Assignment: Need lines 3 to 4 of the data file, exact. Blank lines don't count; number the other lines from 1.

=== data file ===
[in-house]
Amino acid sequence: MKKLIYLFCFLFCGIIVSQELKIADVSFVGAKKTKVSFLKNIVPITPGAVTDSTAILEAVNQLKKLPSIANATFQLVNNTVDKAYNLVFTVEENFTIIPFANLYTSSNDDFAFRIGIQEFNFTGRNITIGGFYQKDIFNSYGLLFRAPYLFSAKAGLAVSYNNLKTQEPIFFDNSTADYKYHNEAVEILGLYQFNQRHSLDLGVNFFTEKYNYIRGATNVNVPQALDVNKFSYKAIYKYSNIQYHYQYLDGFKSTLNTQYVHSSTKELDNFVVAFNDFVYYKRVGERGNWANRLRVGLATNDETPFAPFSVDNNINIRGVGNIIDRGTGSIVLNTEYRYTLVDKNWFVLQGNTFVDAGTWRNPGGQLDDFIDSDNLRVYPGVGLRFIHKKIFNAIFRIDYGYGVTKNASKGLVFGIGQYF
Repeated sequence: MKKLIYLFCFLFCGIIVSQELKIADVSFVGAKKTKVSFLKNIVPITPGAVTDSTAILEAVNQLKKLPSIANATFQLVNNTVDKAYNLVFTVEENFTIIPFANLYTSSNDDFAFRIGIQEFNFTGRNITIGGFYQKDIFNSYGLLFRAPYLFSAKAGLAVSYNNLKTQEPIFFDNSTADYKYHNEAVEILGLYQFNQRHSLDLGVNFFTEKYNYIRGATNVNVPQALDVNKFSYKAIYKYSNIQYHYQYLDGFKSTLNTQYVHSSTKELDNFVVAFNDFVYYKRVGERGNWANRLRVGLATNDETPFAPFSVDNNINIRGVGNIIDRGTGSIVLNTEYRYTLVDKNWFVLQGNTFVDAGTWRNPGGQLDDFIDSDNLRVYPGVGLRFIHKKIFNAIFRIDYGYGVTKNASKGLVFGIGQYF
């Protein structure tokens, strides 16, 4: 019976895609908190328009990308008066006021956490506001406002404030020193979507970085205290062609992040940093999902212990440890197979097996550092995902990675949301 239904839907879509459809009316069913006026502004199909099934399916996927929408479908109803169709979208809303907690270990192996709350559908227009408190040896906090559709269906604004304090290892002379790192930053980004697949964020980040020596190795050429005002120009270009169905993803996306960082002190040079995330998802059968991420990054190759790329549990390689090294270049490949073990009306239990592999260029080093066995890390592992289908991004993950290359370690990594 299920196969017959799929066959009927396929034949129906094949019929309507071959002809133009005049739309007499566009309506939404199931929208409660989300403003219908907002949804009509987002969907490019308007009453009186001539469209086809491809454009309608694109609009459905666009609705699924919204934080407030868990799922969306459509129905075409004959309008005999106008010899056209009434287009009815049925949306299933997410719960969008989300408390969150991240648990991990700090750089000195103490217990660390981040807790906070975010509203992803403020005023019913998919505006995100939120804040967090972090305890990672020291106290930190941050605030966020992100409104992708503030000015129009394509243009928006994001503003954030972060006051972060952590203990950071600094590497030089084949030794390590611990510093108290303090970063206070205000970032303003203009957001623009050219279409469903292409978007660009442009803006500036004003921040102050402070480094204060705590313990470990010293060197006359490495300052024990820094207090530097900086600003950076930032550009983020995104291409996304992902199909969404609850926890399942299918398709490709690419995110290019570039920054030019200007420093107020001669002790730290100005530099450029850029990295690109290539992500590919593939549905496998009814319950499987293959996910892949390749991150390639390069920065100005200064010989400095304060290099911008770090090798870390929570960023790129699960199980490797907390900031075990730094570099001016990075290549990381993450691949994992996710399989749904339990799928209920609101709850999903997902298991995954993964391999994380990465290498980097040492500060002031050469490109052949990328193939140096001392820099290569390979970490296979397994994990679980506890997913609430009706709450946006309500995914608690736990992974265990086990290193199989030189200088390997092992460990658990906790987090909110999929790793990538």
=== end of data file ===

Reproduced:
Repeated sequence: MKKLIYLFCFLFCGIIVSQELKIADVSFVGAKKTKVSFLKNIVPITPGAVTDSTAILEAVNQLKKLPSIANATFQLVNNTVDKAYNLVFTVEENFTIIPFANLYTSSNDDFAFRIGIQEFNFTGRNITIGGFYQKDIFNSYGLLFRAPYLFSAKAGLAVSYNNLKTQEPIFFDNSTADYKYHNEAVEILGLYQFNQRHSLDLGVNFFTEKYNYIRGATNVNVPQALDVNKFSYKAIYKYSNIQYHYQYLDGFKSTLNTQYVHSSTKELDNFVVAFNDFVYYKRVGERGNWANRLRVGLATNDETPFAPFSVDNNINIRGVGNIIDRGTGSIVLNTEYRYTLVDKNWFVLQGNTFVDAGTWRNPGGQLDDFIDSDNLRVYPGVGLRFIHKKIFNAIFRIDYGYGVTKNASKGLVFGIGQYF
């Protein structure tokens, strides 16, 4: 019976895609908190328009990308008066006021956490506001406002404030020193979507970085205290062609992040940093999902212990440890197979097996550092995902990675949301 239904839907879509459809009316069913006026502004199909099934399916996927929408479908109803169709979208809303907690270990192996709350559908227009408190040896906090559709269906604004304090290892002379790192930053980004697949964020980040020596190795050429005002120009270009169905993803996306960082002190040079995330998802059968991420990054190759790329549990390689090294270049490949073990009306239990592999260029080093066995890390592992289908991004993950290359370690990594 299920196969017959799929066959009927396929034949129906094949019929309507071959002809133009005049739309007499566009309506939404199931929208409660989300403003219908907002949804009509987002969907490019308007009453009186001539469209086809491809454009309608694109609009459905666009609705699924919204934080407030868990799922969306459509129905075409004959309008005999106008010899056209009434287009009815049925949306299933997410719960969008989300408390969150991240648990991990700090750089000195103490217990660390981040807790906070975010509203992803403020005023019913998919505006995100939120804040967090972090305890990672020291106290930190941050605030966020992100409104992708503030000015129009394509243009928006994001503003954030972060006051972060952590203990950071600094590497030089084949030794390590611990510093108290303090970063206070205000970032303003203009957001623009050219279409469903292409978007660009442009803006500036004003921040102050402070480094204060705590313990470990010293060197006359490495300052024990820094207090530097900086600003950076930032550009983020995104291409996304992902199909969404609850926890399942299918398709490709690419995110290019570039920054030019200007420093107020001669002790730290100005530099450029850029990295690109290539992500590919593939549905496998009814319950499987293959996910892949390749991150390639390069920065100005200064010989400095304060290099911008770090090798870390929570960023790129699960199980490797907390900031075990730094570099001016990075290549990381993450691949994992996710399989749904339990799928209920609101709850999903997902298991995954993964391999994380990465290498980097040492500060002031050469490109052949990328193939140096001392820099290569390979970490296979397994994990679980506890997913609430009706709450946006309500995914608690736990992974265990086990290193199989030189200088390997092992460990658990906790987090909110999929790793990538």